Mesopotamia and Middle Assyrian Empire, c. The Hittites, having failed to save Mitanni, allied with Babylon in an unsuccessful economic war against Assyria for many years.
See Article History Assyria, kingdom of northern Mesopotamia that became the centre of one of the great empires of the ancient Middle East. It was located in what is now northern Iraq and southeastern Turkey.
A brief treatment of Assyria follows. For full treatment, see Mesopotamia, history of: The Rise of Assyria.
Assyria was a dependency of Babylonia and later of the Mitanni kingdom during most of the 2nd millennium bce. It emerged as an independent state in the 14th century bce, and in the subsequent period it became a major power in Mesopotamia, Armeniaand sometimes in northern Syria.
Assyrian power declined after the death of Tukulti-Ninurta I c.
It was restored briefly in the 11th century bce by Tiglath-pileser Ibut during the following period both Assyria and its rivals were preoccupied with the incursions of the seminomadic Aramaeans.
The Assyrian kings began a new period of expansion in the 9th century bce, and from the mid-8th to the late 7th century bce, a series of strong Assyrian kings—among them Tiglath-pileser IIISargon IISennacheriband Esarhaddon —united most of the Middle Eastfrom Egypt to the Persian Gulfunder Assyrian rule.
The last great Assyrian ruler was Ashurbanipalbut his last years and the period following his death, in bce, are obscure. The state was finally destroyed by a Chaldean-Median coalition in — bce.
Learn More in these related Britannica articles:The Assyrian empire was renowned not only for its powerful military machine, but also for its progress in the arts, culture, medicine and education. While deportations of segments of conquered populations continued, all subjugated regions were accepted and treated as Assyrians.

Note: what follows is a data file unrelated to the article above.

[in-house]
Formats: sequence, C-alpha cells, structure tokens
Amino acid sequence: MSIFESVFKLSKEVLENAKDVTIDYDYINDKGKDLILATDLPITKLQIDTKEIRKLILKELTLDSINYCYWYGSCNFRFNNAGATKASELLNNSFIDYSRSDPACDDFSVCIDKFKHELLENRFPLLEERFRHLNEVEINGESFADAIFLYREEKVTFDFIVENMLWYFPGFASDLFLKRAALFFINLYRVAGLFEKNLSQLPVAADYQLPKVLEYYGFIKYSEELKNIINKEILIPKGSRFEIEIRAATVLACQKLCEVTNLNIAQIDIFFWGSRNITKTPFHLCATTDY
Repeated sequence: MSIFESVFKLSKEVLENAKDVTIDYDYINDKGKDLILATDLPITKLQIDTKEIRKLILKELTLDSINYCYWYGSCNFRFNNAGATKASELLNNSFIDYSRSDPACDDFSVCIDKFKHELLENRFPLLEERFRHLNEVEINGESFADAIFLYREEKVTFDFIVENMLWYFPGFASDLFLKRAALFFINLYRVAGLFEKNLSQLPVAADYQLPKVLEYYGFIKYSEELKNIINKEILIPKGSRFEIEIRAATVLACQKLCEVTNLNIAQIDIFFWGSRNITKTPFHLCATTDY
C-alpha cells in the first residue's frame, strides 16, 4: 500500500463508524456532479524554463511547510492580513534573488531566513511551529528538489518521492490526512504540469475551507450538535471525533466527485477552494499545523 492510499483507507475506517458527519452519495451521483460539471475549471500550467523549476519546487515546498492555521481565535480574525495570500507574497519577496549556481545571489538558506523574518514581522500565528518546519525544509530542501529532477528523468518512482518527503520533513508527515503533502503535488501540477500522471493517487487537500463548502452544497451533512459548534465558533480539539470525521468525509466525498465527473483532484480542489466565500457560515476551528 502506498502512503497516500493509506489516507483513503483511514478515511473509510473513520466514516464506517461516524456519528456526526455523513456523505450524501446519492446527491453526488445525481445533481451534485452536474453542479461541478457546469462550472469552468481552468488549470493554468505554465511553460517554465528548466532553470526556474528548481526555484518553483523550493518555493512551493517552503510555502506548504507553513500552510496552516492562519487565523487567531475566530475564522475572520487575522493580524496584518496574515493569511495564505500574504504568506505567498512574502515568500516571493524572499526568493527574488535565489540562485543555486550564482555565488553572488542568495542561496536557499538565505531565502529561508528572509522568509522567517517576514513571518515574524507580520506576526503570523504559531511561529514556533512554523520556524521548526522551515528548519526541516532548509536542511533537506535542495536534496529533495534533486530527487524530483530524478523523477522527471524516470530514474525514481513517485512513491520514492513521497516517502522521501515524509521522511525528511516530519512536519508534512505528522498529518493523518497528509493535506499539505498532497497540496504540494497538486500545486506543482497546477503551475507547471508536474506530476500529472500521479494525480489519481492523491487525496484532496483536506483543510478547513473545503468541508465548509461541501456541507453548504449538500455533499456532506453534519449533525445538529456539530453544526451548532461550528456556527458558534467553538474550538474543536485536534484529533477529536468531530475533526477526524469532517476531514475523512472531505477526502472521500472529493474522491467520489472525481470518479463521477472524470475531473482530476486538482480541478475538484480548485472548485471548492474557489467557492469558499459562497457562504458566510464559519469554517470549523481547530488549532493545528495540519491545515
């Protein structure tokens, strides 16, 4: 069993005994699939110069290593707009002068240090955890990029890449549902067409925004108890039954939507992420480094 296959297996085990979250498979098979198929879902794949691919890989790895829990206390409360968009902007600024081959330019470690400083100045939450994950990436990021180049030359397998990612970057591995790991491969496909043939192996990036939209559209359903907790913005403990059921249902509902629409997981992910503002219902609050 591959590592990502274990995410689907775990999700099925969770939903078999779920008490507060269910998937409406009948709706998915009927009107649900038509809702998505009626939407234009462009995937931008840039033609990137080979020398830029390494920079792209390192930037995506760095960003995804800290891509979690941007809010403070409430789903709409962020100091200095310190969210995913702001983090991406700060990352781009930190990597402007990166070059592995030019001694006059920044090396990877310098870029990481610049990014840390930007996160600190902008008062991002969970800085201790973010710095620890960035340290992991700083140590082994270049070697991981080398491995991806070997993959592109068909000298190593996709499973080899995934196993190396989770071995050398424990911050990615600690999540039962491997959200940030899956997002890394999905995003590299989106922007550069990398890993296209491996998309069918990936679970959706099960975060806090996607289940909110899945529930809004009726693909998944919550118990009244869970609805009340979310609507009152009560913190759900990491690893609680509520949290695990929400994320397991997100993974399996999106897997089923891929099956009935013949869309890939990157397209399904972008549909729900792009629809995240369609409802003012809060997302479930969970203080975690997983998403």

The time period from the 9 th century B.C. (when the Assyrians started expanding again) to the destruction of the Assyrian Empire (before B.C.) is often called the "Neo-Assyrian" period by. Downfall of the Assyrian empire.
BCE The great Assyrian cities of Ashur, Kalhu, and Nineveh are sacked and burned by the Medes, Babylonians, and Persian forces. Background Assyria was originally an Akkadian kingdom which evolved in the 25th to 24th centuries BC. The earliest Assyrian kings such as Tudiya were relatively minor rulers, andGovernment: Monarchy.
Jun 27, · Ancient Assyrian Empire Synthesis of their History. In B.C. when the Hittites returned to the north, after destroying the first Babylonian Empire, a long period of confusion began in Mesopotamia, and at this time a state called Assyria arose in the north, whose capitals were Nineveh and Assur, situated on the banks of the Tigris.2/5(1).
Assyrians have used two languages throughout their history: ancient Assyrian (Akkadian), and Modern Assyrian (neo-syriac). Akkadian was written with the cuneiform writing system, on clay tablets, and was in use from the beginning to about B.C.